French Carbon Tax Going Into Effect Jan. 1; Large Emitters Exempt
September 10, 2009
France will begin taxing carbon dioxide emissions by both households and companies starting next year in the hope that consumers and producers gradually shift to more environmentally friendly goods.
From Jan. 1, a special tax of 17 euros will be levied on each ton of CO2 emitted by fossil fuels such as heating oil, gasoline, coal and natural gas, French President Nicolas Sarkozy said in a speech on Thursday.
"We cannot keep on taxing labor, taxing capital and ignore taxes on pollution," he said.
Like the U.S. and other European countries, France is seeking ways to meet a series of environmental commitments. The French government has pledged to divide its CO2 emissions by four in 2050 from the level of 1990 by relying increasingly on nuclear power - which generates few greenhouse gases - better insulating buildings and boosting the use of renewable energies.
France wants to emulate Finland and Sweden, which have succeeded in curbing CO2 emissions with the introduction of greenhouse-gas taxes back in the early 1990s. Sarkozy is also anxious to show that France is making progress on its environmental promises ahead of a United Nations conference on climate change in Copenhagen in December.
The carbon tax, however, has become a hard sell. When Sarkozy was elected president in 2007, surveys showed that French people backed the idea. More recent opinion polls suggest enthusiasm has faded as people are growing wary that the tax will dent their spending power amid the economic crisis.
In his speech, Sarkozy said the tax would help the French economy grow while being energy conscious. Yet, environmental movements predicted the new tax would be inefficient on two counts: they say it has been set at a low level and criticize compensations the French government plans to give households and business.
"With this tax, the incentive to shift to energy-efficient goods will be close to zero," said Pascal Husting, head of the French branch of environmental movement Greenpeace.
A recent report commissioned by Sarkozy had recommended setting the tax at EUR32 per ton of CO2 in 2010 and increase it by 5% every year in order to reach a level of EUR100 in 2030. The EUR100 mark is seen as indispensable to achieve the broader goal of slashing CO2 emissions, the report said.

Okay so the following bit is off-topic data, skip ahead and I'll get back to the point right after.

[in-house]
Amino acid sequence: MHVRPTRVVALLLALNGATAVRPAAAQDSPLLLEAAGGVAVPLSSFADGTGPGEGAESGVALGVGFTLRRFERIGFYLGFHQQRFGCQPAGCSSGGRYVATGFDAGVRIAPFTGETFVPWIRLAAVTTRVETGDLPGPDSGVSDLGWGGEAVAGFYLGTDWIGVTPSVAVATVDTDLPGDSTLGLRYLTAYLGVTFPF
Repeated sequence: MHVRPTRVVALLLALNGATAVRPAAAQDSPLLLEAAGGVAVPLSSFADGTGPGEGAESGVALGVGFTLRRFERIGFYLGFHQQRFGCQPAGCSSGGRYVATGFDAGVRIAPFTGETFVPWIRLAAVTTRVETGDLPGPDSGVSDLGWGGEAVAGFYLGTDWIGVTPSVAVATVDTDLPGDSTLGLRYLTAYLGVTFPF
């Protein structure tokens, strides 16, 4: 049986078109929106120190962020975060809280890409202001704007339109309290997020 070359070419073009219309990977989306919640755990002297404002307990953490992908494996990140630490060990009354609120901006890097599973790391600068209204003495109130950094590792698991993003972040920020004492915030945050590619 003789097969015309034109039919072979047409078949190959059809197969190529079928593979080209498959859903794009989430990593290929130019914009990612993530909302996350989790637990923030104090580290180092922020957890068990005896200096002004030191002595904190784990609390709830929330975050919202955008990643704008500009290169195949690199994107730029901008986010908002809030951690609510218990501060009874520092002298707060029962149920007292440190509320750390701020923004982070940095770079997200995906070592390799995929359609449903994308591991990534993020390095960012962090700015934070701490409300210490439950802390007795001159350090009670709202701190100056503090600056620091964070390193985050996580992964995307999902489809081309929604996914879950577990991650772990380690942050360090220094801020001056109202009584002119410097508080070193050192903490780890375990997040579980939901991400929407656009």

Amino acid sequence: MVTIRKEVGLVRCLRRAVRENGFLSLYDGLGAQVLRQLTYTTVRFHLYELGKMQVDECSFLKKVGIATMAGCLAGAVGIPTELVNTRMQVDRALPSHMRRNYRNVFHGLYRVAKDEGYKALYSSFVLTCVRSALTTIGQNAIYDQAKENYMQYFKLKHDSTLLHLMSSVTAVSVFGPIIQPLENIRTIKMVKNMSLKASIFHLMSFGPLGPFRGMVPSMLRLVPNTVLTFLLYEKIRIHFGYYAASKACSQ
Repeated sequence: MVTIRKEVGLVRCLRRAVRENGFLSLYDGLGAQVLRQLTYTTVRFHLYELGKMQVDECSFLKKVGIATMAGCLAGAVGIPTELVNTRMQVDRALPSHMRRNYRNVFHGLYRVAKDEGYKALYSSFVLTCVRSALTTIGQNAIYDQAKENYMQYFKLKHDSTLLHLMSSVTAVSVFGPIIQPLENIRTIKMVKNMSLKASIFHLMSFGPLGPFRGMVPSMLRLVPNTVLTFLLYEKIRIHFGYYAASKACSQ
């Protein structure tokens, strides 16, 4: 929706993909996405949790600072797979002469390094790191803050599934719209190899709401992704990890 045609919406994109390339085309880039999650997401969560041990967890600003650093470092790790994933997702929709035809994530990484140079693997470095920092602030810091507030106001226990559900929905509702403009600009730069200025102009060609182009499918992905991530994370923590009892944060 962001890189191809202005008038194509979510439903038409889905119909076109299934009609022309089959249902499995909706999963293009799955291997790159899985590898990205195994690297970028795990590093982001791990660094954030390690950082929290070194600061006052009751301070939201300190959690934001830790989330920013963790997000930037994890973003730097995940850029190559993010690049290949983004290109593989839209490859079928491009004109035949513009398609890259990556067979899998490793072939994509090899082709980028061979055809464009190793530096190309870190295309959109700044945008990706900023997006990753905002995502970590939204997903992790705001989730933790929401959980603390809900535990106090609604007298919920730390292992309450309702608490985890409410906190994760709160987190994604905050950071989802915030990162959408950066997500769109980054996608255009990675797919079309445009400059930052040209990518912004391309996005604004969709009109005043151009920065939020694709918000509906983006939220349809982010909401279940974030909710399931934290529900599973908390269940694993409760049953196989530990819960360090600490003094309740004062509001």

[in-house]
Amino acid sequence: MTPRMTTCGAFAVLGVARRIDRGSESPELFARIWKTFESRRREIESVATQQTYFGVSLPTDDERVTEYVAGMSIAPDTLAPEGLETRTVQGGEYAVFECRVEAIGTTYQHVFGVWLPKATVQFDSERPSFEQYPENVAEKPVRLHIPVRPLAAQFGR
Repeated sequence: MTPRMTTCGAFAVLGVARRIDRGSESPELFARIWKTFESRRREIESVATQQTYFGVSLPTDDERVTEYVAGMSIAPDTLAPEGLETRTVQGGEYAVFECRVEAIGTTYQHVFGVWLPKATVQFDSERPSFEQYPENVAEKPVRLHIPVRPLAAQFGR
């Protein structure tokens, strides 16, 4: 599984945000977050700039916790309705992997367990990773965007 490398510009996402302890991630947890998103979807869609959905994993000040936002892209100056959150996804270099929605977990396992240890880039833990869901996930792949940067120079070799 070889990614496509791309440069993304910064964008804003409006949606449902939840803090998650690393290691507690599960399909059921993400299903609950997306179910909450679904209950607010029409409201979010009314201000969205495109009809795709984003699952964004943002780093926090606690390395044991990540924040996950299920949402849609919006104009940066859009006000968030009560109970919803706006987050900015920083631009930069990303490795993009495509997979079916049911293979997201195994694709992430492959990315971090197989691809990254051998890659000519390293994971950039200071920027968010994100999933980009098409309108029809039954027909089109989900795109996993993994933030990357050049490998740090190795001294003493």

The French president said he opted for an across-the-board level of EUR17 per ton because he was concerned that households would not agree to pay significantly higher taxes on CO2 emissions than big industrial emitters - which are already subject to a European Union mechanism aimed at reducing greenhouse gases. European CO2 emission certificates trade at about EUR15.
Green movements are also worried that money raised won't be used efficiently.
Sarkozy, who has pledged not to increase taxes despite France's rapidly widening budget deficit, has said all the money raised through the new tax would be returned to taxpayers.
Households that are subject to income tax will be awarded tax rebates as early as February 2010; those that are exempted from income tax will receive a check from the fiscal administration.
Companies won't be awarded rebates but a local corporate tax will be scrapped to help offset the new carbon tax.
Husting, the Greenpeace director, said it would have been far more effective to give households "green checks" - money that they could spend only on fuel-efficient goods.
Large CO2 emitters, such as oil refiners and steel makers, will be exempted from paying the new tax. The government will propose special compensations for fishermen, farmers and truckers, to make sure they don't suffer from foreign competition, Sarkozy said.
The carbon tax will not be levied on electricity because the bulk of France's power is generated by nuclear and hydropower plants.
Source: The Wall Street Journal
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